6.1.3.The Committee remains concerned that despite Government’s efforts to support job creation, the rate of unemployment reached a record level in last quarter of 2020, making it extremely difficult for the economy to absorb new entrants into the labour market, particularly the youth. We note NT’s decision to remove the VCC incentive, which was aimed at, amongst other things, job creation. We recommend thatNT shouldregularly review other incentives intended to support economic growth, create jobs and support Small Micro and Medium Enterprises (SMMEs)such as the Employment Tax Incentive to determine the extent to which these programmes are achieving intended policy objectives and report progress to the Committee. NT and SARS should also consider the concerns raised and the recommendations made by the stakeholders on incentives.

6.1.4.The Committee notessome progress made in implementing reforms aimed at addressing structural constraints to growth, reported by President Ramaphosa in the 2021 SONA and in the 2021 Budget Review. We are concerned thatmuch needed economic recovery is highly dependent on timely and successful implementation of reforms, largely throughthe Operation Vulindlela initiative.We recommend that NT provides more detail on the implementation of the ERRP in its next quarterly report to the Committee. We still urge for a speedy implementation of economic reforms and for Government to create a conducive environment for the economy to thrive, create jobs and encourage investment and, over time, reduce heavy reliance on social services. As indicated in the previous reports, we believe that “re-industrialisation and localization should become key pillars of our national reconstruction and inclusive economic recovery strategy and that there needs to be a “buy local campaign” for the state, private sector and consumers”.

6.2.Fiscal policy issues

6.2.1.The Committee notes that (1) consolidated expenditure amounts to R2 trillion each year over the medium term, up from R1.8 trillion in 2020, (2) consolidated deficit reaches a record 14 per cent of GDP in 2020/21 and is expected to narrow to 6.3 per cent of GDP in 2023/24, (3)  gross debt-to-GDP ratio is now projected to stabilise at 88.9 per cent in 2025/26 and (4) debt service costsare projected to rise from R232.9 billion in 2020/21 to R338.6 billion in 2023/24, now consuming 19.2 per cent of tax revenue.

6.2.2.The Committeenotes, with concern, thatthe Budget deficit has now reached a double digit record level and has doubled since the February 2020 Budget, in response to the spending and economic pressures of the COVID-19 pandemic.We also note that NT still projects primary balance stabilisation in 2023/24, despite the current fiscal challenges. The Committee previously raised a concern that NT’s expectation of a primary balance stabilisation in 2023/24 does not appear to be credible given the past experience of failure to close the “hippopotamus mouth”, and the fact that this forecast relies on return to fiscal discipline and faster implementation of economic reforms”. The Committee reiterates its recommendation that NT presents a more credible plan with a longer time frame, as moving too quickly to cut expenditure relating to key programmes will further negatively impact upon the economy, and cause more hardship and loss of jobs. The Committee further recommends that the NT should provide the Committee with regular reports of progress made in achieving this target.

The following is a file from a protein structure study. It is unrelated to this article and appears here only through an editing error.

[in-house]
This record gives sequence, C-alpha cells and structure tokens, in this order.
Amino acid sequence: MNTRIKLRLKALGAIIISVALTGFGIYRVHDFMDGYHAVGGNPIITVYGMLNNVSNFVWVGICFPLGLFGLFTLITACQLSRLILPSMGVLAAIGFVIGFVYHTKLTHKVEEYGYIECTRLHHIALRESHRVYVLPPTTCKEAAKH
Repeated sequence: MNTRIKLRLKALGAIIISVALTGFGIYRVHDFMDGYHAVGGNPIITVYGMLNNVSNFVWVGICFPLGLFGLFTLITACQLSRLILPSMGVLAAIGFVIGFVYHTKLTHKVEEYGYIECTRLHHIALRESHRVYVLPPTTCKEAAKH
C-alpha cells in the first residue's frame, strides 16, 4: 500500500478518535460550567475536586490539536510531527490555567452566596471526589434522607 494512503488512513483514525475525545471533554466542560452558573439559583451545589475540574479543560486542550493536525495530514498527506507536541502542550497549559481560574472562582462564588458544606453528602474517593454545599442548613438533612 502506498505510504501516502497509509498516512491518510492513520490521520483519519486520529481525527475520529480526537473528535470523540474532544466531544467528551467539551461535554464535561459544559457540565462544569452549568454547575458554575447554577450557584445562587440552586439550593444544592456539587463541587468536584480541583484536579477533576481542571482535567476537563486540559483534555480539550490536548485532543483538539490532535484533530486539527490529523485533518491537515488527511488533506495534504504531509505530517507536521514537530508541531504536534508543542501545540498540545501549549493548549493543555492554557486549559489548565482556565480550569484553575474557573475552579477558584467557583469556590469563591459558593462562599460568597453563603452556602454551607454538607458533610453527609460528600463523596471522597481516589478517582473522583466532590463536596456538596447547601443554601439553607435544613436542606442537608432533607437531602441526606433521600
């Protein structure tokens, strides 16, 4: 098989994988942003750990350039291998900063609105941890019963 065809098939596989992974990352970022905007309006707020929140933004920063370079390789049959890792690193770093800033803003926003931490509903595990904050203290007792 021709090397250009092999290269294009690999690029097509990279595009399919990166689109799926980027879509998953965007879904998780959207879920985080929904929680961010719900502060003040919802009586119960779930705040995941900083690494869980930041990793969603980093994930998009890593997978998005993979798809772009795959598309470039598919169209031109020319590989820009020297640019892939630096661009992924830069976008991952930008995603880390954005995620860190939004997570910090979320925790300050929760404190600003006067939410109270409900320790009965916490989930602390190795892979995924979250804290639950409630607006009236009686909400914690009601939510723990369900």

6.2.3.The Committee observed that (1) debt to GDP ratio remain high and that the debt servicing costs continue to crowd out other services, (2) the country’s borrowing requirement has increased, raising the probability that South Africa may default on its debt obligations, (3) that the fiscal space is now eroded, leaving limited or no room to manoeuvre in an event of other shocks and unforeseen circumstances and (4) thatthe contingency reserve appears insufficient to cushion the economy against external factors.We recommend that the Minister of Finance reports quarterly on the effectiveness of NT’s debt management strategies that would ensure that the level of debt stabilises over the medium term and avoids a sovereign debt crisis.

6.2.4.The Committee observed, with great concern, that the risks to the fiscal framework are quite significant.We note that the fiscal framework is largely framed on the assumption that the negotiations between Government, labour and trade unions will be successful and therefore create a savings of about R300 billion on the wage bill. The Committee’s key concern is the impact on the economy and service delivery, offailure to realize the expected compensation savings, given that the previous wage bill reduction strategies such as early retirement and freezing of non-essential services post did not achieve the intended objectives. The Committee further cautions NTabout the unintended consequences of its overall compensation reduction strategy. NT confirmed that the risks are indeed significant and that some of these risks have already materialized. In light of heightened pressure on public finances, we urge NT to presents a credible risk management strategy which would provide certainty and confidence to businesses, investors and credit rating agencies

6.2.5.The Committee notes the robust discussions held with NT and the civil society about NT’s fiscal policy stance, which included the measures to address the persistently widening structural deficit, the warning about the looming sovereign debt crisis and“fiscal cliff”, what constitutes an austerity budgetand the overall credibility of the fiscal framework. We recommend that NT should consider the recommendations made by civil society to improve implementation of fiscal policy.